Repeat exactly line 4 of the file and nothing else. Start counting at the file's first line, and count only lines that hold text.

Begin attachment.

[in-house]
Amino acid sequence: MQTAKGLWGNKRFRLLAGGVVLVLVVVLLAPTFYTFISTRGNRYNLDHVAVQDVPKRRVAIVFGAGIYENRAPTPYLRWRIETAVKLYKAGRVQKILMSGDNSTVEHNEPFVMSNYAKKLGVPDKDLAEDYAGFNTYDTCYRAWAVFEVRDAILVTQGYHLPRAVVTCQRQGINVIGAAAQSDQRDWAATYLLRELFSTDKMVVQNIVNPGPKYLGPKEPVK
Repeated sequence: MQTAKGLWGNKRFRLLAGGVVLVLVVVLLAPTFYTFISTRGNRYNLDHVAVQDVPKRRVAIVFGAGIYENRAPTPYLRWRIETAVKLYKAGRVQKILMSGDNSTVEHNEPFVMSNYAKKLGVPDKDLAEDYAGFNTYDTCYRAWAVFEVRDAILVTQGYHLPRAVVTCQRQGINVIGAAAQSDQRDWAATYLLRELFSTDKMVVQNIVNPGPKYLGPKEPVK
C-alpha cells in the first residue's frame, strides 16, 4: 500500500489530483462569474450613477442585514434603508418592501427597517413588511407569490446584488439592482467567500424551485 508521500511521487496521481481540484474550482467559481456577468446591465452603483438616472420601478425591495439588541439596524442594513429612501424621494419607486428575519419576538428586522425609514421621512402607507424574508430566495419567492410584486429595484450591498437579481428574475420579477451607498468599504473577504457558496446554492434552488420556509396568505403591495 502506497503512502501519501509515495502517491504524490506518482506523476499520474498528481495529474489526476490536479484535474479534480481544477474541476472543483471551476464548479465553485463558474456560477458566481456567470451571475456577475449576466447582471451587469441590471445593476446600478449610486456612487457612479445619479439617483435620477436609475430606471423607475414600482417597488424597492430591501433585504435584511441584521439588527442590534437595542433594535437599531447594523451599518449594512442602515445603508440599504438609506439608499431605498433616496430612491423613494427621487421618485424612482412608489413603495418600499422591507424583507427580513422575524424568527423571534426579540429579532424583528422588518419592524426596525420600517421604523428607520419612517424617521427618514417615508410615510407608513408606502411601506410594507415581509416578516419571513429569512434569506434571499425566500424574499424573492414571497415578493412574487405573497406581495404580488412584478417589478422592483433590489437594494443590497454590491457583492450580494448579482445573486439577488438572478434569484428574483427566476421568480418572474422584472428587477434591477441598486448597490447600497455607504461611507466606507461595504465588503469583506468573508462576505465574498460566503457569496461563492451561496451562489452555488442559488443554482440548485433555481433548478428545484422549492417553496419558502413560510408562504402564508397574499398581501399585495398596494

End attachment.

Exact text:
C-alpha cells in the first residue's frame, strides 16, 4: 500500500489530483462569474450613477442585514434603508418592501427597517413588511407569490446584488439592482467567500424551485 508521500511521487496521481481540484474550482467559481456577468446591465452603483438616472420601478425591495439588541439596524442594513429612501424621494419607486428575519419576538428586522425609514421621512402607507424574508430566495419567492410584486429595484450591498437579481428574475420579477451607498468599504473577504457558496446554492434552488420556509396568505403591495 502506497503512502501519501509515495502517491504524490506518482506523476499520474498528481495529474489526476490536479484535474479534480481544477474541476472543483471551476464548479465553485463558474456560477458566481456567470451571475456577475449576466447582471451587469441590471445593476446600478449610486456612487457612479445619479439617483435620477436609475430606471423607475414600482417597488424597492430591501433585504435584511441584521439588527442590534437595542433594535437599531447594523451599518449594512442602515445603508440599504438609506439608499431605498433616496430612491423613494427621487421618485424612482412608489413603495418600499422591507424583507427580513422575524424568527423571534426579540429579532424583528422588518419592524426596525420600517421604523428607520419612517424617521427618514417615508410615510407608513408606502411601506410594507415581509416578516419571513429569512434569506434571499425566500424574499424573492414571497415578493412574487405573497406581495404580488412584478417589478422592483433590489437594494443590497454590491457583492450580494448579482445573486439577488438572478434569484428574483427566476421568480418572474422584472428587477434591477441598486448597490447600497455607504461611507466606507461595504465588503469583506468573508462576505465574498460566503457569496461563492451561496451562489452555488442559488443554482440548485433555481433548478428545484422549492417553496419558502413560510408562504402564508397574499398581501399585495398596494